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As he was getting ready to leave, Wyatt had one last request. Would the guys mind filming themselves opening his door with his key? They said no problem, and while they were doing so, Nango arrived. Wyatt was showing Nango that the two keys worked in both locks when he noticed something in the guys' space that he hadn't seen before.
"I saw three of my cymbal stands and my high-hat stand. None of them had serial numbers, but they were all different brands, just like mine. Also, I specifically bought a two-legged high-hat stand, which is uncommon. So I laid all that on the floor and said, 'This is my shit, this is my shit! I can't believe it!'
The guys denied it. They said they'd had the stuff for years. Wyatt called Guitar Center on his cell and had them rattle off all the relevant makes and models -- a list that exactly matched what was lying on the floor of the studio. Wyatt's next call as to the police.
Wyatt spent the next ten minutes or so arguing with Nango and the two musicians. "Finally, I just said to them, 'Look. I know you have my shit. Just give me this and all the rest of it and I won't press charges.' "
Suddenly the two band members and two friends of theirs who were also there all had a bunch of pressing appointments. The two guys not in the band vanished when nobody was looking. One musician said he had a one o'clock class and had to go immediately. Wyatt allowed him to go, but only after copying his information off his driver's license.
One band member was left, and he was sticking to the story. The stuff was his, he told the cop, and the cop pulled Wyatt aside and told him that he really didn't have a case. There were no serial numbers on the cymbal stands. Even the fact that he could prove he bought identical ones, even though the accused culprit had a key to his rehearsal space, meant nothing. Circumstantial evidence.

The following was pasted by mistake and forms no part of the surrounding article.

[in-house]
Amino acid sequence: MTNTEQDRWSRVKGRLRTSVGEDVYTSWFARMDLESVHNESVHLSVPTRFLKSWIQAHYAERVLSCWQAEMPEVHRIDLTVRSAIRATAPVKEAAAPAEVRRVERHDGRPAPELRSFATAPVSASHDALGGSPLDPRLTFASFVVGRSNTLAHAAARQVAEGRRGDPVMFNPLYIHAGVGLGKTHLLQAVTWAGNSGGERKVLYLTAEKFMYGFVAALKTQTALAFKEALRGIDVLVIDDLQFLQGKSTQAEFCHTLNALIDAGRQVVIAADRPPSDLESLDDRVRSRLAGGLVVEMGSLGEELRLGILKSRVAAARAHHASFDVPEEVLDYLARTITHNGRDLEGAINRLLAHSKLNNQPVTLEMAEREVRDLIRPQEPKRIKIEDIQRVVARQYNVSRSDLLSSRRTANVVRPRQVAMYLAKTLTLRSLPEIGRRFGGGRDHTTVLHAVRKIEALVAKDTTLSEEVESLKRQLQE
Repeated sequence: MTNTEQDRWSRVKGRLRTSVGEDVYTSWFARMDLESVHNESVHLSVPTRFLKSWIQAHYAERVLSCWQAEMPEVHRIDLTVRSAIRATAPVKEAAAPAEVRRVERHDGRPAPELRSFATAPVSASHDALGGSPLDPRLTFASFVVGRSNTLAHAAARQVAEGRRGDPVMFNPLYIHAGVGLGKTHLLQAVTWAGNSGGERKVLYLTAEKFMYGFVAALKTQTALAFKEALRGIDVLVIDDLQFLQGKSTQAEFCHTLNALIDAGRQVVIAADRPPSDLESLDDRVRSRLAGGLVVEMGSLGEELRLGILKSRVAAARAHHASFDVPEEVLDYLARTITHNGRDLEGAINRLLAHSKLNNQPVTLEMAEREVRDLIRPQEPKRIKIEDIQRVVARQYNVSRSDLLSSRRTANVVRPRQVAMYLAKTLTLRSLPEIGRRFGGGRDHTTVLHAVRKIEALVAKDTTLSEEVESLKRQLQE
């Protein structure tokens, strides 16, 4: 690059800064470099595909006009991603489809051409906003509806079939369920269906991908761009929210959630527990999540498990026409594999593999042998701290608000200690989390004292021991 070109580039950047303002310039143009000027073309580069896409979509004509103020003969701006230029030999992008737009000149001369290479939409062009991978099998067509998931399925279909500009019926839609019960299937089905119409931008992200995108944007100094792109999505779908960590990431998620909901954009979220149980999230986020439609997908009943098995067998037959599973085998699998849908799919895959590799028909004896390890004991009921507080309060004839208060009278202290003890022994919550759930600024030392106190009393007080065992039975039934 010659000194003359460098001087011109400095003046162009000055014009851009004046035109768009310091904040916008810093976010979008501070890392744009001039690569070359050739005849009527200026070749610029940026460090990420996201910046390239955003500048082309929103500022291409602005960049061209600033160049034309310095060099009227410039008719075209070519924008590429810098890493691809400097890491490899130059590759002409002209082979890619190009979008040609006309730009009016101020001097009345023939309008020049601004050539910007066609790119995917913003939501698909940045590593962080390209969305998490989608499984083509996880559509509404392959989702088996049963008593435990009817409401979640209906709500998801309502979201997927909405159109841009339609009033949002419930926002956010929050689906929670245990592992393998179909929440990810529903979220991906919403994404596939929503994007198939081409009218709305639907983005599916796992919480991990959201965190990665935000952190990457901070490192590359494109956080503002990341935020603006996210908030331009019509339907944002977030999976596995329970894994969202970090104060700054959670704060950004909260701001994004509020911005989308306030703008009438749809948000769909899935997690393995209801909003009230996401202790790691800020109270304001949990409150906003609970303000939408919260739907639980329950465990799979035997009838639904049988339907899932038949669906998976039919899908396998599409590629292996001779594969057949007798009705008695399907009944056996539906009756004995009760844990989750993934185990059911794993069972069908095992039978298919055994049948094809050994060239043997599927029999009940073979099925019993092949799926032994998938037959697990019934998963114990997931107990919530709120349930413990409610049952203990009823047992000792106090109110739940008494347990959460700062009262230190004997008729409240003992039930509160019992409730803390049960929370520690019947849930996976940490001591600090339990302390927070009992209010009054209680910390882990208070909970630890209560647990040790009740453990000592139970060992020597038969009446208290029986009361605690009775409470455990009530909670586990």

Suddenly Nango came to the rescue. "He said, 'Hey, man, those two guys that took off -- their room's down the hall here. They took off so fast they left the door unlocked.' "
"We went and opened up the door, and half of our stuff was there," says Wyatt. "I started jumping up and down, I was so excited." The band member started talking. "He pulled out a 16-channel mixer and some cymbals that were hidden in his room. And the rest of the stuff was at one of their friends' houses or in pawnshops."
(HPD and other police forces routinely check the serial numbers of instruments at pawnshops, so Wyatt would have gotten that stuff back eventually. But the thieves had pawned only the cheap stuff -- they apparently planned to keep the pricier gear.)
Later that day, Wyatt and his guitar player drove back up to Francisco's and knocked on the nearby band members' door. One musician, whom the cops had released pending further investigation, let them in. "My guitar player started yelling at him right off the bat," Wyatt recalls. "I told him to knock it off." He said he told the accused thief it was his chance to redeem himself. "We lent you our best set of drumsticks one time, because you didn't have any, and this is the thanks I get?" he said. "Now's your chance to make it right."
Wyatt is a big guy with a somewhat intimidating demeanor, and he's 33 years old and the president of his own medical scanning company. The alleged thief was much smaller and only about 20. He didn't stand a chance.
"Of course I wanted to physically abuse him, but I felt I could get more results by kind of having a psychological talk with him. So I said we could make all this go away if I just got all my stuff back as soon as possible. And I wouldn't press charges. Simple as that."
Less than 24 hours later, Wyatt had almost all of his stuff back. A few days later he had all of it. The other band has been kicked out of Francisco Studios. And now Wyatt keeps his gear at home, where he has a monitored alarm.
Not that it's necessarily any safer there -- Wyatt's home has also been broken into this year. "I caught that guy and got all my shit back from him, too," notes Wyatt, the Charles Bronson of Houston musicians. "My dad told me I missed my calling in life."
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